Market, Shops & Pubs


Rochdale is a market town and weekly markets have been held since 1251 when Edmund de Lacy procured a charter for a weekly market on Wednesday and an annual fair on the feast of St. Simon and St. Jude (28 October). This development was ultimately to bring great prosperity and Rooley Moor Road, which connects the north of Spotland with the Church and the market in the centre of Rochdale, was a major route to the market held outside the parish church where there was an “Orator’s Corner”.

In 1292 Henry de Lacy was required to show by what warrant he held the market and fair; Plac. de Quo Warr.

In 1296 the toll and stallage of the markets and fairs produced 53s. 8d, and 53s. 4d. in 1305, but were valued at only 30s. in 1311.

Market days were added in 1577 and 1673.

Camden in 1582 described Rochdale as ‘a market town well frequented.’

Defoe about 1724 described Rochdale as ‘a good market town, and of late much improved in the woollen manufacture, as are also the villages in its neighbourhood.’

The market day was changed from Wednesday to Monday during the 18th century, and Monday continues to be the ‘manufacturers’ market day; there is a provision market on Saturday.

The market rights were purchased from Lord Byron in 1823; the market hall, built in 1844, is still in the hands of a private company. The cattle market is in Manchester Road.


1958 – Corner shop at No.5 Smallshaw Road, Catley Lane Head. R Lees is recorded in the 1954-55 trade directory as the storekeeper. In the 1938 trade directory Samual Whitworth is recorded as a storekeeper living at No.9 Smallshaw Road.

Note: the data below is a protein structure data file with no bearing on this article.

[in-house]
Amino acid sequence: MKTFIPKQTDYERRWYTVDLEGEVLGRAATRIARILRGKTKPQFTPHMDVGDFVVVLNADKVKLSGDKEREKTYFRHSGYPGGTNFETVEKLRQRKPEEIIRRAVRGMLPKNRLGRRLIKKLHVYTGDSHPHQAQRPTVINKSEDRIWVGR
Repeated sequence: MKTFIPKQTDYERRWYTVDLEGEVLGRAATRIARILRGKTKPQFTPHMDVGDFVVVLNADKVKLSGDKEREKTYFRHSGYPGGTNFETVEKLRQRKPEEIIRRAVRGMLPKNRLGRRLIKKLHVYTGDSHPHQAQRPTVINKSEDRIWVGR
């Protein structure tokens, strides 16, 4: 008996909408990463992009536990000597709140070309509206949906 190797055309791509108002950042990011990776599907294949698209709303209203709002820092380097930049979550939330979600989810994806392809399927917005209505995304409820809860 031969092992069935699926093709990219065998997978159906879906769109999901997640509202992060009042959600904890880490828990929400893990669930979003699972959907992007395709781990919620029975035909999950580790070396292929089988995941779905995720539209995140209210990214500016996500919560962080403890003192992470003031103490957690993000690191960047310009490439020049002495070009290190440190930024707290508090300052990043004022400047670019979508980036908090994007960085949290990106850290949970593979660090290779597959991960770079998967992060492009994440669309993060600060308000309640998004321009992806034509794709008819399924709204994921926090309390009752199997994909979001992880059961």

Catley Lane Head Milk Lady

The Doldrums Tea Rooms

Win McGhee writes, “Here’s my story about the Doldrums Tea Room:

Madge Sumner opened The Doldrums in June 1967.  Prior to that her husband died in 1959 and she continued to run, on her own, “Oulder Hill Restaurant”  (Chip shop with cafe!) on Bury Road.  Instead of retiring, she was 55 at this time, she decided to try something new that she had always wanted to do – to open an Afternoon Tea Cafe.  She looked around the area for some time until she found the properties in Lanehead and decided this was a traditional village to start her new life.  After several months of research, decisions, planning and refurbishment, The Doldrums Tea Room was born.  The business soon grew and developed and was very busy.  Some people walked up to the village, others drove, parked their cars and then went for a walk on the moors.  Others came up on the bus enjoying the ride out.  The bus drivers got used to stopping outside to let people on or off the bus. She made many long lasting friends from regular customers who she kept in touch with until ill health prevented her.